Photo of the Week. The waxing gibbous Moon rises
behind a winter tree.
Astronomy news for the week starting Friday, March 2, 2007.
We begin the week, the night of Friday, March 2, with the Moon just
shy of full,
that phase reached the evening of Saturday the 3rd. The remainder
of the week sees the Moon then waning in its
gibbous phase toward
third quarter, which is not passed until the evening of Sunday
the 11th. Because of the eccentricity of the lunar orbit and the
gravitational pull of the Sun, the
quarters (with "full" as "second quarter") do not quite exactly
"quarter" the 29.5 day phase cycle (7.4 days). Here we have a
rather long stretch of 8.2 days between first and full. The night
of Friday the 2nd, watch for the Moon rising just to the east of Regulus in Leo, with Saturn on a
line to the west of the pair.
This full Moon is special, as the night of Saturday the 3rd it will
pass through the shadow of the Earth, allowing many of us to see a
total eclipse. The event is seen in its
entirety in Africa and Europe. The far northeastern coast of North
America sees the Moon rising in the east while it is entering the
dark umbral shadow, while the southern
seaboard and midwestern US and Canada see it rising during
totality, which will present an eerie sight indeed. West of the
midline of the continent, viewing gets worse, totality missed
altogether, while the west coast essentially sees nothing at all.
Totality begins at 5:44 EST, while mid-totality is achieved at 6:21
EST, 5:21 CST. Totality ends at 6:58 EST, 5:58 CST, and the show
is over (except for the dim penumbral phase with the Moon in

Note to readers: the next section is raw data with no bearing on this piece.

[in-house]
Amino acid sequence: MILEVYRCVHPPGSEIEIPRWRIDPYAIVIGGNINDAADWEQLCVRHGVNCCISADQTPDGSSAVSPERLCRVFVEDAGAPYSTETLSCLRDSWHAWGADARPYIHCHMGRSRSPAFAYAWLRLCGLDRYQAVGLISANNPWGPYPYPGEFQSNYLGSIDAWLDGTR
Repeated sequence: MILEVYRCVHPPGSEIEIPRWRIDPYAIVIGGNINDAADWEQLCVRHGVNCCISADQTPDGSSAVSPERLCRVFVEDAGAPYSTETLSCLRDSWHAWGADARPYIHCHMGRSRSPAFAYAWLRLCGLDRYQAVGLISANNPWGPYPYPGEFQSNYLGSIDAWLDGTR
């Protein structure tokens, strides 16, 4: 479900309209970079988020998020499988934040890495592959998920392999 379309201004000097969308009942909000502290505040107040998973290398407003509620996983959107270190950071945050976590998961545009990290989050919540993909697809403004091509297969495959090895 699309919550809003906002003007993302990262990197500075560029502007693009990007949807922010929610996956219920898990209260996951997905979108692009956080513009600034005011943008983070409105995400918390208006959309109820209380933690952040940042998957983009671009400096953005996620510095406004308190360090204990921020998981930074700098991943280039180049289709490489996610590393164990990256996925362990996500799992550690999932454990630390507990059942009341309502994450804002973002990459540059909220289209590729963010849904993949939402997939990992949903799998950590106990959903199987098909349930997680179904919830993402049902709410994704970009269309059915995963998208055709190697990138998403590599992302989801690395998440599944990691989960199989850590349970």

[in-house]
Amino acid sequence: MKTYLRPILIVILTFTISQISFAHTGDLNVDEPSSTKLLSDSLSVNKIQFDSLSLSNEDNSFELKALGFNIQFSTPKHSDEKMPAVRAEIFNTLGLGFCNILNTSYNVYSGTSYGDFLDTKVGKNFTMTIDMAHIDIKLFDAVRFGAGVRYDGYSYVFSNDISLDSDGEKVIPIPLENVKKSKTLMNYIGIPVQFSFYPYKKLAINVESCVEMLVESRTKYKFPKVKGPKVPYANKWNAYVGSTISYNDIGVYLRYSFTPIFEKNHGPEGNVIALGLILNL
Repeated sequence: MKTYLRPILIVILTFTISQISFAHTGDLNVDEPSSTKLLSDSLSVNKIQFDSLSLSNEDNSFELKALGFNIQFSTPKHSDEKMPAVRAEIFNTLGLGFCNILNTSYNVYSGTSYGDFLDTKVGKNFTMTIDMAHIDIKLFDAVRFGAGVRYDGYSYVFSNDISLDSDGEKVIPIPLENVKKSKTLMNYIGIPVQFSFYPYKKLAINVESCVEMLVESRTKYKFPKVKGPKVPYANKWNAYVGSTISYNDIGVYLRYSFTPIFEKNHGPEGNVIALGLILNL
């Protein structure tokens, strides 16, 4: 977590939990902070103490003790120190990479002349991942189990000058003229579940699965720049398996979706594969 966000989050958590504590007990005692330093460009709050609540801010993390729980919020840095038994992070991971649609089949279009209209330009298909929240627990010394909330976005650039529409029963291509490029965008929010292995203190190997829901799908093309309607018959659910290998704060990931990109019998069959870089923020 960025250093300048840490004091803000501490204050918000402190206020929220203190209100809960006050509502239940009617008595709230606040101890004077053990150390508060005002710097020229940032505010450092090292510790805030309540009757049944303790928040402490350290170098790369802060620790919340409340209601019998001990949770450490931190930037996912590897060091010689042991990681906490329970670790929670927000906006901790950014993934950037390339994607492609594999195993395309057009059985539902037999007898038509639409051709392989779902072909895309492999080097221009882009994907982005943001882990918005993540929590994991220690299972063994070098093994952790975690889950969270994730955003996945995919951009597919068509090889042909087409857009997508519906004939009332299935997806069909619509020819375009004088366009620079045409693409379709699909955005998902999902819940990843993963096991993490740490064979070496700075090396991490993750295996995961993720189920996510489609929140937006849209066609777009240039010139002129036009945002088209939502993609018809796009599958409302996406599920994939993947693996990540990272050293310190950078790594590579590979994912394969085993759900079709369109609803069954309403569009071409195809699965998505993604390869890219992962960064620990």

partial shadow of the Earth) at 8:12 EST, 7:12 CST, 6:12 MST.
While admiring the eclipse, be sure to turn around to the west to
take in one of the great gifts the sky has to offer, brilliant Venus, which is
now not setting until a full hour after evening twilight is done
with. Saturn, now well up by sundown, will make a nice sight to
the west of the eclipsed lunar disk. You'll find the ringed planet
about midway up to the south by 10:30 PM. Then wait until 1:30 AM
for the rising of Jupiter (to the
northeast of Antares). The giant
planet is nearly to the meridian by
the time it disappears in bright dawn. For awhile we can still
Two of the great sights of the sky lie in Taurus, which in turn lies above and to the right of Orion. The head of the celestial
Bull is made of the vee-shaped Hyades star cluster, which is 150 light years away. Aldebaran, which marks the Bull's
eye, is not a part of it, but instead lies a bit under halfway
between us and the cluster. Farther up and to the right are the Pleiades, the Seven Sisters,
which appears smaller because of its greater distance of 425 light
years. The telescope shows a huge number of such clusters dotting the immediate area.